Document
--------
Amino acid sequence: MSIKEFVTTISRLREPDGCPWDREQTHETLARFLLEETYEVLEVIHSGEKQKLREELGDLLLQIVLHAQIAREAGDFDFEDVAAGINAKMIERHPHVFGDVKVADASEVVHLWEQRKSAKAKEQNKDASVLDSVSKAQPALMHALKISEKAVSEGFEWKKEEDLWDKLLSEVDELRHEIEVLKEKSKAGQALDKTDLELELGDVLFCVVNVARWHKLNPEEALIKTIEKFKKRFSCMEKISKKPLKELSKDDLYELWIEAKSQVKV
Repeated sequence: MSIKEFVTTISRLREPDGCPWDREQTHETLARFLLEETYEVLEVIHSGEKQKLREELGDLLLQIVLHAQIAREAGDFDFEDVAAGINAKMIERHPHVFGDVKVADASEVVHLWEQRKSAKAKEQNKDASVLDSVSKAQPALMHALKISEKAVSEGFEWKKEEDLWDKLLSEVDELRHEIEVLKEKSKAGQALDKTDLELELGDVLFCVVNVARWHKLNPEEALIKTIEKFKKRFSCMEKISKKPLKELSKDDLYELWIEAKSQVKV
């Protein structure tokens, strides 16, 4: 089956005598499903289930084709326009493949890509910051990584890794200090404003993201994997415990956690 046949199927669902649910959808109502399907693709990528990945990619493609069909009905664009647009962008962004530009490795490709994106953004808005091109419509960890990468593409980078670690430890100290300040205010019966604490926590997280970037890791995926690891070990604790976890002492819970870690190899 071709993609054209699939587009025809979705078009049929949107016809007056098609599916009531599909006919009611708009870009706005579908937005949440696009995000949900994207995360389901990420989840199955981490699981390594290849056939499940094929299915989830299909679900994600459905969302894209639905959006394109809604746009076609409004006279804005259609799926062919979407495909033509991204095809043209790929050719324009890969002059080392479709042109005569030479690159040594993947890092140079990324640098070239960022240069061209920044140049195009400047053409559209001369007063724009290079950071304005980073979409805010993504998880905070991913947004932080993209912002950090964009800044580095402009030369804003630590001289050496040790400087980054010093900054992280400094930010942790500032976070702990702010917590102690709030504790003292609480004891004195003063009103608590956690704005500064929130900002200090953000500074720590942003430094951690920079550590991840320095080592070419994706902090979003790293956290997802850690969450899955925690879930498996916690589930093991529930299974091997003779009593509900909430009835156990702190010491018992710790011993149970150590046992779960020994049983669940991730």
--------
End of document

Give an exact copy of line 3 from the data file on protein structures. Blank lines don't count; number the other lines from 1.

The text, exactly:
């Protein structure tokens, strides 16, 4: 089956005598499903289930084709326009493949890509910051990584890794200090404003993201994997415990956690 046949199927669902649910959808109502399907693709990528990945990619493609069909009905664009647009962008962004530009490795490709994106953004808005091109419509960890990468593409980078670690430890100290300040205010019966604490926590997280970037890791995926690891070990604790976890002492819970870690190899 071709993609054209699939587009025809979705078009049929949107016809007056098609599916009531599909006919009611708009870009706005579908937005949440696009995000949900994207995360389901990420989840199955981490699981390594290849056939499940094929299915989830299909679900994600459905969302894209639905959006394109809604746009076609409004006279804005259609799926062919979407495909033509991204095809043209790929050719324009890969002059080392479709042109005569030479690159040594993947890092140079990324640098070239960022240069061209920044140049195009400047053409559209001369007063724009290079950071304005980073979409805010993504998880905070991913947004932080993209912002950090964009800044580095402009030369804003630590001289050496040790400087980054010093900054992280400094930010942790500032976070702990702010917590102690709030504790003292609480004891004195003063009103608590956690704005500064929130900002200090953000500074720590942003430094951690920079550590991840320095080592070419994706902090979003790293956290997802850690969450899955925690879930498996916690589930093991529930299974091997003779009593509900909430009835156990702190010491018992710790011993149970150590046992779960020994049983669940991730």